# Propositional logic and examples

Logic symbols have been used in previous examples, mainly symbols such as \ a, \ e, = >.

## \E

E is the initial letter of "exists", which means existence. When writing down \ e x \ in S: P (x) means that there is at least one X in s, making p true. The return value of an expression starting with \ e is Boolean.

\E x \in {1,2} : x > 0 by true \E x \in {} : x > 0 by false

\E means that there is an element that meets the condition, ~ \ e means that there is no element that meets the condition

## \A

The initial letter of "All" of A. when you write \ a x \ in S: P (x) means that P is true for All elements in S. When there is an element that makes p FALSE, the expression returns FALSE.

\A x \in {} : FALSE = TRUE

~\A is the opposite of \ a.

## =>And < = >

P = > Q means that if P is true, then q is also true. Note: when p is false, Q can also be true. In TLC, P = > q is equivalent to ~ P / Q.

P < = > Q means that both P and Q are true or false. Equivalent to (~ P /\ ~Q) / (P /\ Q)

be careful:=> And <=> As a logical connector, and/\and\/With the same priority, the indentation rules are the same.

## example

1. Given a number set S and a number N, define an expression to return whether N elements can be found in S so that the sum of these N elements is 0.

\* The topic can be divided into: 1. From S A subset was found in 2. The length of the subset is N，3，Find the sum of the elements of the subset. 4. There is a subset, and the sum of the elements is equal to 0 \* Found a subset with length N Collection of Op2(S,n) == { e \in SUBSET S : Cardinality(e) = n } \* Find the sum of set elements RECURSIVE Sum(_) Sum(S) == IF S = {} THEN 0 ELSE LET x == CHOOSE x \in S : TRUE IN x + Sum(S \ {x}) \* Expression definition Sum2Zero(S,N) == \E e \in Op2(S,N) : Sum(e)=0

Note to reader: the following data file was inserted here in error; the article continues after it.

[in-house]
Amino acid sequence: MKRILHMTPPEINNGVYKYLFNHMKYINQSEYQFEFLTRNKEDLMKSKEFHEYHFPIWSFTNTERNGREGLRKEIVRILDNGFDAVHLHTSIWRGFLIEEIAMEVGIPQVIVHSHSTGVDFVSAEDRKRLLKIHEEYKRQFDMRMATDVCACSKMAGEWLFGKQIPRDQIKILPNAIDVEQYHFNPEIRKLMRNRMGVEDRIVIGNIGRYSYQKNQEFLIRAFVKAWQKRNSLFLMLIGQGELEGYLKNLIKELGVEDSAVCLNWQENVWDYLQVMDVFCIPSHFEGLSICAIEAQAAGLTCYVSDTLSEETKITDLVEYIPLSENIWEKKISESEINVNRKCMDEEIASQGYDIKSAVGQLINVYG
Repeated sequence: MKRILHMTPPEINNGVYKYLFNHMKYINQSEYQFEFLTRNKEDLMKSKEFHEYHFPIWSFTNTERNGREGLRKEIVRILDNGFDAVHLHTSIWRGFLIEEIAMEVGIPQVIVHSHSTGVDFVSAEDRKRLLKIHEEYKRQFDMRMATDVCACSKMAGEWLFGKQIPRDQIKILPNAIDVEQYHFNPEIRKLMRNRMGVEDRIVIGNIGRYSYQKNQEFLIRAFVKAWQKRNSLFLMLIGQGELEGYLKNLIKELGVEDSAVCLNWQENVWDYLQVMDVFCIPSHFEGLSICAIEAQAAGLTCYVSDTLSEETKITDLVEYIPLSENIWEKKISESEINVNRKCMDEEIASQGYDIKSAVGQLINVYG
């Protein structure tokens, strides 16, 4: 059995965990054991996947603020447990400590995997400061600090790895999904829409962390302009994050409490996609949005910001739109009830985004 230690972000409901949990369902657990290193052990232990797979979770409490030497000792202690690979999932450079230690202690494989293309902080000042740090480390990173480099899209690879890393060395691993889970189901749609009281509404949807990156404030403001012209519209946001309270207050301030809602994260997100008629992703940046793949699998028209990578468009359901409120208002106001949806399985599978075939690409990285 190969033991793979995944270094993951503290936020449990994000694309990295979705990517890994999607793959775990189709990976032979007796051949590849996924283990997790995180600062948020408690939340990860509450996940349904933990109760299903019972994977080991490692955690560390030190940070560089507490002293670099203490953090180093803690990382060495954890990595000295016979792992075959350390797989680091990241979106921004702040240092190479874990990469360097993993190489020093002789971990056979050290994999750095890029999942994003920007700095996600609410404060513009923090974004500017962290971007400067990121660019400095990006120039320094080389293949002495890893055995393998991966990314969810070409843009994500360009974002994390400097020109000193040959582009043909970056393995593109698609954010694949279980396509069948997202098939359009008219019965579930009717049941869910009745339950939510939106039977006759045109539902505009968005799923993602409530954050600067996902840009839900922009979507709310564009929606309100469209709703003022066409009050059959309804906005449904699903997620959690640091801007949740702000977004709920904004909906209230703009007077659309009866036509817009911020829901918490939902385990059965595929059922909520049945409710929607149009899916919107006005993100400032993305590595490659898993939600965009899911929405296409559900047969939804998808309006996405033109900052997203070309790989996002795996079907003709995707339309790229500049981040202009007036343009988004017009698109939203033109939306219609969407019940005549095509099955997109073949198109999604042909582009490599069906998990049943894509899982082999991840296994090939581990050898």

2. Given an expression Op(,) And a set S, defining an expression that returns whether the expression is exchangeable for all elements in the set S. For example, iscommutative (add (,), {1,2}) = true because Add(1,2) and Add(2,1) are equal.

IsCommutative(Op(_,_), S) == \A x \in S, y \in S : Op(x,y) = Op(y,x)

3. Given a set, returns the maximum number in the set

Max(S) == CHOOSE x \in S : \A y \in S : y <= x \* Note that the judgment here must be<= ，Can't be<. Because there is no number bigger than itself.

4. Given a set s, if the element P in the set is a prime number, p-2 is a prime number, or p+2 is a prime number, then p is a twin prime number. Find the largest twin prime in S.

\* 1,Find whether a number is a prime number IsPrime(x) == x > 1 /\ ~\E d \in 2..(x-1) : x % d = 0 \* 2,Find whether a number is a twin prime number IsTwinPrime(a) == /\ IsPrime(a) /\ (IsPrime(a-2) \/ IsPrime(a+2)) \* 3,Find the set of twin prime numbers GetTwinPrime(S) == { a \in S : IsTwinPrime(a)} \* 4,Find the maximum twin prime LargestTwinPrime(S) == CHOOSE x \in GetTwinPrime(S): \A y \in GetTwinPrime(S) : x >=y

5. Returns the largest pair of twin prime numbers in the above set. If a twin prime number is missing, the pair is invalid. For example: {3,5,13} the maximum twin prime pair is < < 3,5 > >, because the twin prime number 11 of 13 is not in the set.

\* 1,The set of pairs of twin prime numbers from the set of twin prime numbers, if a,a+2 If they are all in the collection, they are retained a. GetPairTwinPrime(S) == { a \in GetTwinPrime(S): a+2 \in GetTwinPrime(S)} \* 2,Find the maximum value from the set of twin prime pairs x,that<<x,x+2>>That's what you want LargestPariTwinPrime(S) == LET x == CHOOSE x \in GetPairTwinPrime(S) : \A y \in GetPairTwinPrime(S) : x >=y IN <<x,x+2>>

6. Given the positive integer tuple stockprices, which is used to represent the change of stock value in a day, write an operator to determine the maximum profit that can be obtained, assuming that you can only buy and sell first and buy and sell at most once.

\* You can only buy and sell once. You only need to find the largest difference between the two numbers, \* You can only buy first and then. You need to subtract the number in front from the number in the back \* 1,Converts a tuple to a tuple pair, with the first element preceding the second element \* for example<<1,2,3>> Translate into <<1,2>>,<<1,3>>,<<2,3>>Equivalent to{1} \X {2,3} \union {2} \X {3} RECURSIVE newSxS(_) newSxS(S) == IF Len(S) > 1 THEN LET newset== <<{Head(S)},{S[t]:t \in 2..Len(S)}>> IN newset[1] \X newset[2] \union newSxS(Tail(S)) ELSE {} \* Select from a binary set<<x,y>>The one with the largest difference is enough MaxProfit(stockprices) == LET sxs == newSxS(stockprices) IN LET res == CHOOSE <<x,y>> \in sxs: \A <<a,b>> \in sxs : y-x >= b-a IN IF res[2]-res[1] > 0 THEN res[2]-res[1] ELSE 0 \* If there is no profit, do not operate. If you have to buy and sell once, return res[2]-res[1]that will do